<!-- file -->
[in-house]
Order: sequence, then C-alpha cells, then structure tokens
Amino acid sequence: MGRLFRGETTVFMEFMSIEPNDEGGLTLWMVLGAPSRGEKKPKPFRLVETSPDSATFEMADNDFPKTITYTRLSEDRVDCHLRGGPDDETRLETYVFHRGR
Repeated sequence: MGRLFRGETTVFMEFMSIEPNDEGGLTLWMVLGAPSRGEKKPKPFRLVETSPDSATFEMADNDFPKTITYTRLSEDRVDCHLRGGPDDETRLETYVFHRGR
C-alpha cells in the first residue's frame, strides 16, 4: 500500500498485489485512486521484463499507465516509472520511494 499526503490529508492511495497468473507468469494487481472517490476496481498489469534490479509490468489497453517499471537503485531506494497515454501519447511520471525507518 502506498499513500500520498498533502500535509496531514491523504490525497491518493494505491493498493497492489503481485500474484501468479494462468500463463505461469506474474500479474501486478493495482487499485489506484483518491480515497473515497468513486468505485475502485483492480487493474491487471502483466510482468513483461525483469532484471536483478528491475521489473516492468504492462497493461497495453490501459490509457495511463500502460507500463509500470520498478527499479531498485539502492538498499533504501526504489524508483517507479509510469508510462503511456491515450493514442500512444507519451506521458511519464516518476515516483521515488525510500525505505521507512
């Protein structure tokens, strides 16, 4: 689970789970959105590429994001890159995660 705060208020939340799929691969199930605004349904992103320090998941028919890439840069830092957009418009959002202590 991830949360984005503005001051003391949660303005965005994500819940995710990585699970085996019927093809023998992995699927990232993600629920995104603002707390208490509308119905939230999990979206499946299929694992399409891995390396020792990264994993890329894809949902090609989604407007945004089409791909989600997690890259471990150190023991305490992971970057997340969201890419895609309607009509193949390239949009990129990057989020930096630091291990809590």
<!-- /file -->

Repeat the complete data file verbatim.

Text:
[in-house]
Order: sequence, then C-alpha cells, then structure tokens
Amino acid sequence: MGRLFRGETTVFMEFMSIEPNDEGGLTLWMVLGAPSRGEKKPKPFRLVETSPDSATFEMADNDFPKTITYTRLSEDRVDCHLRGGPDDETRLETYVFHRGR
Repeated sequence: MGRLFRGETTVFMEFMSIEPNDEGGLTLWMVLGAPSRGEKKPKPFRLVETSPDSATFEMADNDFPKTITYTRLSEDRVDCHLRGGPDDETRLETYVFHRGR
C-alpha cells in the first residue's frame, strides 16, 4: 500500500498485489485512486521484463499507465516509472520511494 499526503490529508492511495497468473507468469494487481472517490476496481498489469534490479509490468489497453517499471537503485531506494497515454501519447511520471525507518 502506498499513500500520498498533502500535509496531514491523504490525497491518493494505491493498493497492489503481485500474484501468479494462468500463463505461469506474474500479474501486478493495482487499485489506484483518491480515497473515497468513486468505485475502485483492480487493474491487471502483466510482468513483461525483469532484471536483478528491475521489473516492468504492462497493461497495453490501459490509457495511463500502460507500463509500470520498478527499479531498485539502492538498499533504501526504489524508483517507479509510469508510462503511456491515450493514442500512444507519451506521458511519464516518476515516483521515488525510500525505505521507512
């Protein structure tokens, strides 16, 4: 689970789970959105590429994001890159995660 705060208020939340799929691969199930605004349904992103320090998941028919890439840069830092957009418009959002202590 991830949360984005503005001051003391949660303005965005994500819940995710990585699970085996019927093809023998992995699927990232993600629920995104603002707390208490509308119905939230999990979206499946299929694992399409891995390396020792990264994993890329894809949902090609989604407007945004089409791909989600997690890259471990150190023991305490992971970057997340969201890419895609309607009509193949390239949009990129990057989020930096630091291990809590």